Three Blind Mice

The much-maligned art of stonewalling resurfaced in Annapolis this past week. We have not seen much of this art form in recent times. But officials from the Maryland State Lottery Agency gave a fine example of this age-old technique.

State officials don't usually try to zip their lips when speaking before legislative committees. They know it's unwise, that lawmakers can easily get back at them by slashing their budget (or a more recent vendetta tactic -- deleting an offending bureaucrat's personal identification number from the budget, i.e., firing the poor soul).


What transpired before the Joint Task Force on Maryland's Procurement Law -- a high-powered panel of House-Senate leaders -- would have been termed a "modified, limited hangout" in the Nixonian Watergate days. Rather than discuss the uncomfortable controversy surrounding the Lottery Agency's award of a keno contract to the GTECH Corp., agency officials essentially said "no comment."

They produced a letter from the lottery director (who had been told by the governor's office not to attend) claiming collective amnesia.


Because records relating to lottery contracts were subpoenaed by the U.S. Attorney's office, the director said the agency was "unable to provide substantive comments" or even discuss a factual analysis of these contracts by a legislative analyst.

The three blind mice at the hearing conformed to the director's guidelines. Though at least one of them had first-hand knowledge of the contract controversies, they all clammed up.

Deputy Director of Marketing Martin Goldman did what little talking there was. He claimed, as did the letter from his boss, that the process was valid because keno is an "on-line game" and that the agency, by regulation, had legalized such "on-line" games.

It was the equivalent of taking the Fifth Amendment before Congress -- "I refuse to answer on the grounds it may tend to incriminate me" -- only this time it wasn't an individual who stood to be incriminated but the Lottery Agency itself.

These keno and lottery contracts were highly controversial and highly politicized. Yet agency officials, in essence, maintained their collective memory of events had been wiped out by the federal subpoena.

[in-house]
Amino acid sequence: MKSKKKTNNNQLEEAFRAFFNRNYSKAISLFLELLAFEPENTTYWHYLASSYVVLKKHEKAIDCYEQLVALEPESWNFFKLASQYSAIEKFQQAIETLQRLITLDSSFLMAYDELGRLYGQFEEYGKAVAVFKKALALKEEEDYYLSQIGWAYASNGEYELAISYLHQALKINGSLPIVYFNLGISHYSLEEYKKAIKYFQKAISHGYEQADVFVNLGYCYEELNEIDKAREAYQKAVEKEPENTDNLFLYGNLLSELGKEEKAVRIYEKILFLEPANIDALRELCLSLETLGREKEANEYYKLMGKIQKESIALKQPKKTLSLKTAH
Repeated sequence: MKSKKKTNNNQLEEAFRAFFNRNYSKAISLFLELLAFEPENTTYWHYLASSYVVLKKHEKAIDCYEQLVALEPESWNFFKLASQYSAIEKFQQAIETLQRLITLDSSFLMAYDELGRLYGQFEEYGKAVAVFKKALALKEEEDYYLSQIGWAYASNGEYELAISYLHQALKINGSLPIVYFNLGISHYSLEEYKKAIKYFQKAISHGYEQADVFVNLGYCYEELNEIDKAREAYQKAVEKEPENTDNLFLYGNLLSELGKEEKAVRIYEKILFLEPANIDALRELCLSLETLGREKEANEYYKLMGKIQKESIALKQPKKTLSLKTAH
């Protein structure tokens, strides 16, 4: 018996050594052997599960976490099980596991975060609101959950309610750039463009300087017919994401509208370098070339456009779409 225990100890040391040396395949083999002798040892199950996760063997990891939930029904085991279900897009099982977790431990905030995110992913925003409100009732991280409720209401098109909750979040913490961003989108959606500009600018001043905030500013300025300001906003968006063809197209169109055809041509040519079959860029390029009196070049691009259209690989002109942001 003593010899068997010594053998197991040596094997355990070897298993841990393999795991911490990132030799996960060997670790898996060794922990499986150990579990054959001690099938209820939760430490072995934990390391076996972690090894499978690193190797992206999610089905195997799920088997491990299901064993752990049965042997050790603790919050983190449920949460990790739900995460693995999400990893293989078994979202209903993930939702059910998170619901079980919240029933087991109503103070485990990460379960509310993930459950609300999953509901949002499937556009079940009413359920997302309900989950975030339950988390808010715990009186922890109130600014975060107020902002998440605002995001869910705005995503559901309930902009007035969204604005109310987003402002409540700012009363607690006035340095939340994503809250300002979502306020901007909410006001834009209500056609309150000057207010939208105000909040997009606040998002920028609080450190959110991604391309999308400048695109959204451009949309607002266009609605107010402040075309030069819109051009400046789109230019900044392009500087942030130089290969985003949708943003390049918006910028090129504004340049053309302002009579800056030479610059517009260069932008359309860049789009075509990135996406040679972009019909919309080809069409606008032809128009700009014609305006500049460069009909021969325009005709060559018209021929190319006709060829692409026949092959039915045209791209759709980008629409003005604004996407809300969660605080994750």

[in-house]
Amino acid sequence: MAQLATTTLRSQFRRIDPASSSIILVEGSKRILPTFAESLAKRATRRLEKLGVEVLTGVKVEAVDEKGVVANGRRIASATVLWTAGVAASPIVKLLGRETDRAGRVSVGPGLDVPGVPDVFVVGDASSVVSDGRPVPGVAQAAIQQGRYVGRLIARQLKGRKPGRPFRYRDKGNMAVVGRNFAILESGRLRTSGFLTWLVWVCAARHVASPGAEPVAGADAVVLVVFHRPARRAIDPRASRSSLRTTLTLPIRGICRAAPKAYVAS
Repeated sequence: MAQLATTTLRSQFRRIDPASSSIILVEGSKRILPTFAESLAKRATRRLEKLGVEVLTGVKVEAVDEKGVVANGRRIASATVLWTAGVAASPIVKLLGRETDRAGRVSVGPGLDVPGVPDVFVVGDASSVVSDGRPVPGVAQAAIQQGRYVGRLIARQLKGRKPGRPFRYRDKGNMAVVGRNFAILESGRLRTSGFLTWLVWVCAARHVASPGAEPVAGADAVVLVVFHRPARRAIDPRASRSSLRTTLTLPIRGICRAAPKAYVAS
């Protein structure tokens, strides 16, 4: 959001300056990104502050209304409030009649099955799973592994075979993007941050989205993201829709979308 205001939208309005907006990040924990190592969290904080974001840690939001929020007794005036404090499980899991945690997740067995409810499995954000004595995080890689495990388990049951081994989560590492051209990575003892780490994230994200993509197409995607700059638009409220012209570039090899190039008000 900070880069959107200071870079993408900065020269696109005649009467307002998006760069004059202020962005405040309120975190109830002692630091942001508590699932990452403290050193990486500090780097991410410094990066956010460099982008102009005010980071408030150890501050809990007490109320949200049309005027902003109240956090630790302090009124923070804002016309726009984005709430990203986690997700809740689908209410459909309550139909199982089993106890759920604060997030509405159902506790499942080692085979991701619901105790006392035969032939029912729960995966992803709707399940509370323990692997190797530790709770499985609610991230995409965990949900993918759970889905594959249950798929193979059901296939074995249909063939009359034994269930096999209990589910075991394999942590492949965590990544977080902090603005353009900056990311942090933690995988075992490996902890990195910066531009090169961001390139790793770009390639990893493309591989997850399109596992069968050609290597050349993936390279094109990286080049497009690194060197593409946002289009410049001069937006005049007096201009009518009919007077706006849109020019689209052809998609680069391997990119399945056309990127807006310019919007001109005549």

Sen. John A. Cade pretty much summed up how committee members felt when he noted in disgust, "I think the whole thing stinks."

Del. Joseph F. Vallario suggested the Lottery Agency had taken upon itself more authority than the legislature had delegated to it.

House Majority Leader Bruce Poole said there'd be another round before the committee because, "I just find it hard to believe" lottery officials "can't explain" why they made the keno contract an "emergency" and "sole-source" contract so they could strike a deal immediately with GTECH.


The stonewalling worked in frustrating task force members. But lawmakers could gain the last word. If anything, the intransigence of the Lottery Agency reinforced the determination lawmakers to crack down on the way the state doles out contracts.

An impartial inspector general's office could be created to oversee all contract awards. Some of the fancy legal footwork used to avoid the normal competitive bidding process could be outlawed. Some of the politics in these big contract awards could be removed.

The keno and the lottery awards are by far the most controversial contracts of the Schaefer years but certainly not the only examples of a procurement process run amok.

Officials told lawmakers they don't even have an accurate count of the total number of state contracts for goods and services. The Board of Public Works handled 1,200 procurement awards last year worth $1 billion. Countless others bypassed the board's scrutiny.

There is no monitoring of contracts, no uniform training of procurement officials and no consistent supervision. There isn't even a uniform internal auditing law for all state agencies (the governor has twice vetoed such a law).

Here's another recent example. In awarding a $10 million contract to replace the government's telephone switchboard system, officials used such bizarre procedures that an appeals board overturned the award.


The winning bidder didn't even meet the specifications laid out by the state. The computation of the bidders' monetary proposal was so flawed that when the appeals board requested a revised tally of the "best price" rankings, the state couldn't provide one that satisfied the board. And the state ranked the bidders based on such odd criteria as their addresses, telephone numbers and federal identification numbers.

In a "do it now" administration, the tendency to rush through a contract so a project can get moving right away is tempting. If a controversy arises over a contract award, the tendency is to circle the wagons and defend to the death what has been done -- even if errors clearly have been made.

Legislators are beginning to recognize the damage that such manipulation does. As Lt. Gov. Melvin Steinberg told the committee last week, "if there is a perception of something wrong, it is detrimental to the public's view of government. We have to protect our credibility and integrity."

Barry Rascovar is editorial-page director of The Sun.